Decongestant nasal sprays (as opposed to oral decongestants) are NOT recommended. These may provide short term relief, but excessive use may result in "rebounding" -- the nasal blood vessels get even more hypersensitive.

Antihistamines may be used in conjunction with nasal corticosteroid sprays. Some research has shown that the topical antihistamine (applied directly to the inside of the nose) azelastine has some effect. An antihistamine is a drug which serves to reduce or eliminate effects mediated by histamine, an endogenous chemical mediator released during allergic reactions, through action at the histamine receptor. ...

A simple home solution is to use nasal salt sprays to regularly irrigate the inside of the nose. (Stir one teaspoon of non-iodised salt into 500 millilitres of boiled or distilled water, and pour into nasal spray dispensers when cool). Salt nasal sprays often have a decongesting effect, and aid with mucus flow.

External links

Vasomotor rhinitis (http://www.wrongdiagnosis.com/v/vasomotor_rhinitis/intro.htm) Vasomotor rhinitis at Allergy Healthcare (http://www.allergyhealthcare.com/article%2013.htm) Allergic Diseases Resource Center (http://www.worldallergy.org/professional/allergic_diseases_center/rhinitis/rhinitis_indepth.shtml)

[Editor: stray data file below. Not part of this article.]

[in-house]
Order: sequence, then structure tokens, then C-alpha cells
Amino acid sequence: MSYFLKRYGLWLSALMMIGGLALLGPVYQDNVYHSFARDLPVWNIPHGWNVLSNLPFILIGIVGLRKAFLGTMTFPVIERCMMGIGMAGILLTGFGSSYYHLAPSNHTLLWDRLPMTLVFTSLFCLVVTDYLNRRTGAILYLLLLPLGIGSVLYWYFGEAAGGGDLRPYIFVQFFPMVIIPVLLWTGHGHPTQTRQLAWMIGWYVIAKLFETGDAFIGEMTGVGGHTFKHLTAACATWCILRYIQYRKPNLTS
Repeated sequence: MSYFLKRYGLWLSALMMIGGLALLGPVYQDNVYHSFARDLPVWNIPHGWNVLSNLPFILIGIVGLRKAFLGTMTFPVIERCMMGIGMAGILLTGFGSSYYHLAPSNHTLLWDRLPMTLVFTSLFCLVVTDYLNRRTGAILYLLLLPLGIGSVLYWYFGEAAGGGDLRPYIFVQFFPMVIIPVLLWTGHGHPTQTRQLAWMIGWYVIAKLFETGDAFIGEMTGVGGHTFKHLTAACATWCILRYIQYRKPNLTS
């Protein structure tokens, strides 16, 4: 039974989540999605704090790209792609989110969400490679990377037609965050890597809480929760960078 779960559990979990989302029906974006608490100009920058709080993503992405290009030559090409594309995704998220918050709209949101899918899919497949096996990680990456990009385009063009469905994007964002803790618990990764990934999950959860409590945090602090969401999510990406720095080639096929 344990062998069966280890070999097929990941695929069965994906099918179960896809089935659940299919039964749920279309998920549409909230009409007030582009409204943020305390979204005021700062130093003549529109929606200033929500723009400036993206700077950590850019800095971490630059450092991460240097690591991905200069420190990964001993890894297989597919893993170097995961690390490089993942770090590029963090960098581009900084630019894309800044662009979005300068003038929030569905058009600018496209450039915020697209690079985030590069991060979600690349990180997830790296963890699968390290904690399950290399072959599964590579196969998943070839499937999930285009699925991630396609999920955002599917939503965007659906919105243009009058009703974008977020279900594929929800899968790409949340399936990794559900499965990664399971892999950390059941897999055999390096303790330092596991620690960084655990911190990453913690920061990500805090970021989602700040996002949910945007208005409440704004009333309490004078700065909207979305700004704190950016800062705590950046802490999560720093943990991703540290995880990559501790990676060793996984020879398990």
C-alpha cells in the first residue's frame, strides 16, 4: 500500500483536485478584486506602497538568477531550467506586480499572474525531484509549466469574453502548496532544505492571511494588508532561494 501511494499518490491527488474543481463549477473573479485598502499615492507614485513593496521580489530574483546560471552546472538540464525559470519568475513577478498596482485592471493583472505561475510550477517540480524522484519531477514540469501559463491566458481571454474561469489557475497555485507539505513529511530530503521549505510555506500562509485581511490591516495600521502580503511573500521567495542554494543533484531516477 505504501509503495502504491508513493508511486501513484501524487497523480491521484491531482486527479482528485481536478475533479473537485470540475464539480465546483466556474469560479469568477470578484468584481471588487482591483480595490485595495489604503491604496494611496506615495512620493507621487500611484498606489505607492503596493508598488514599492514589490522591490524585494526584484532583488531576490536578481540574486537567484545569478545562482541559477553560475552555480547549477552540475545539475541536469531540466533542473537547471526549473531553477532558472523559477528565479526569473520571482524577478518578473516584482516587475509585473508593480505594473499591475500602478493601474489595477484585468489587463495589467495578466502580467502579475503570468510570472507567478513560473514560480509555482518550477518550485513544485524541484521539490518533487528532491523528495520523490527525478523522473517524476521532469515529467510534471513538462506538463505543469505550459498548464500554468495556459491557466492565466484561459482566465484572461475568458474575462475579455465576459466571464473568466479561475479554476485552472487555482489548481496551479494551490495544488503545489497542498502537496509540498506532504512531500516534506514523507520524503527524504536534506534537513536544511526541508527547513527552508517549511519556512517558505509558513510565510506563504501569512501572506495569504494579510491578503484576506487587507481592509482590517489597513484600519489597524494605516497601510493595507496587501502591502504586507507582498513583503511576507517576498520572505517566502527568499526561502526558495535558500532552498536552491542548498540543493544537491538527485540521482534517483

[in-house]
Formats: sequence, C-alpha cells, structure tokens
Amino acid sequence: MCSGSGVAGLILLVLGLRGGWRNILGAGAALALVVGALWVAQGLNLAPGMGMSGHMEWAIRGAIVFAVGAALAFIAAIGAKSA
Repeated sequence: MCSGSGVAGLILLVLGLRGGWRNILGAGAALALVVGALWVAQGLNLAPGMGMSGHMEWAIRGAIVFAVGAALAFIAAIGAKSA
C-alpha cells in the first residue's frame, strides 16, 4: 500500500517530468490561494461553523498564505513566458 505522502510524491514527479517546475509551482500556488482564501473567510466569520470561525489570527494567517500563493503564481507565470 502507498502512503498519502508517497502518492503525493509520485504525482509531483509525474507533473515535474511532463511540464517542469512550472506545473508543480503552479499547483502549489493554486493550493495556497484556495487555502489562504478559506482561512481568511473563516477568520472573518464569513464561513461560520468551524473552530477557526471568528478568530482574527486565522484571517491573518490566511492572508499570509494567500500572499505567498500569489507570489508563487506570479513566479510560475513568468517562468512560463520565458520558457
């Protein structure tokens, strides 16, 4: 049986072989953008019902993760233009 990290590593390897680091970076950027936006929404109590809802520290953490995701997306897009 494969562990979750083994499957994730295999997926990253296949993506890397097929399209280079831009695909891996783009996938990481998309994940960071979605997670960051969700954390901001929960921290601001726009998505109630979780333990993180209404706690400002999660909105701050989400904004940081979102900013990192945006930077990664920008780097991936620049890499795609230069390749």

Results from FactBites:
Vasomotor Rhinitis (333 words)
I was recently diagnosed with vasomotor rhinitis by an allergist.
Rhinitis is an inflammation of the nose ("rhin" meaning nose, as in rhinosceros) which can be divided into a few basic types: infectious (as in a cold), allergic, and vasomotor.
Vasomotor rhinitis is a poorly understood "wastebasket" term for people who have a stuffy or draining nose, but don't have evidence of specific allergies.
  More results at FactBites »